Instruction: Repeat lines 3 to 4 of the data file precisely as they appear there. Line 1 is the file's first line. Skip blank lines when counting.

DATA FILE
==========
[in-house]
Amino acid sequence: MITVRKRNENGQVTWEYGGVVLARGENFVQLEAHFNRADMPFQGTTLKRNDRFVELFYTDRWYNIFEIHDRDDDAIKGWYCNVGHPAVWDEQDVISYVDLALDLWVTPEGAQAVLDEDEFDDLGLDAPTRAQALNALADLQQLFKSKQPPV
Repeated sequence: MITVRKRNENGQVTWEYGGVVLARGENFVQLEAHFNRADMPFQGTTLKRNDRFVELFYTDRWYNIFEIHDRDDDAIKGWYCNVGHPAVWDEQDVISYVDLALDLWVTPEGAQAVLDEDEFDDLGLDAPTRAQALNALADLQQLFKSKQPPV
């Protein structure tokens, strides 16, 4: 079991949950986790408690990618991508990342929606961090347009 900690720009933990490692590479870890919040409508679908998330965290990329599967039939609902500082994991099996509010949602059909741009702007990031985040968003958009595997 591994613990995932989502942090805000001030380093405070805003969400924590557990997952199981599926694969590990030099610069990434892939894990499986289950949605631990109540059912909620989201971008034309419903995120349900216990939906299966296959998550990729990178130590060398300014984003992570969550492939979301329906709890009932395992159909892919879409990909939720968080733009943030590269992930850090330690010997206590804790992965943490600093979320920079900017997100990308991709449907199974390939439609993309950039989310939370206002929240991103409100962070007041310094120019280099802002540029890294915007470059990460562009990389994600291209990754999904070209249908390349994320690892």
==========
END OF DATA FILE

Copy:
Repeated sequence: MITVRKRNENGQVTWEYGGVVLARGENFVQLEAHFNRADMPFQGTTLKRNDRFVELFYTDRWYNIFEIHDRDDDAIKGWYCNVGHPAVWDEQDVISYVDLALDLWVTPEGAQAVLDEDEFDDLGLDAPTRAQALNALADLQQLFKSKQPPV
């Protein structure tokens, strides 16, 4: 079991949950986790408690990618991508990342929606961090347009 900690720009933990490692590479870890919040409508679908998330965290990329599967039939609902500082994991099996509010949602059909741009702007990031985040968003958009595997 591994613990995932989502942090805000001030380093405070805003969400924590557990997952199981599926694969590990030099610069990434892939894990499986289950949605631990109540059912909620989201971008034309419903995120349900216990939906299966296959998550990729990178130590060398300014984003992570969550492939979301329906709890009932395992159909892919879409990909939720968080733009943030590269992930850090330690010997206590804790992965943490600093979320920079900017997100990308991709449907199974390939439609993309950039989310939370206002929240991103409100962070007041310094120019280099802002540029890294915007470059990460562009990389994600291209990754999904070209249908390349994320690892």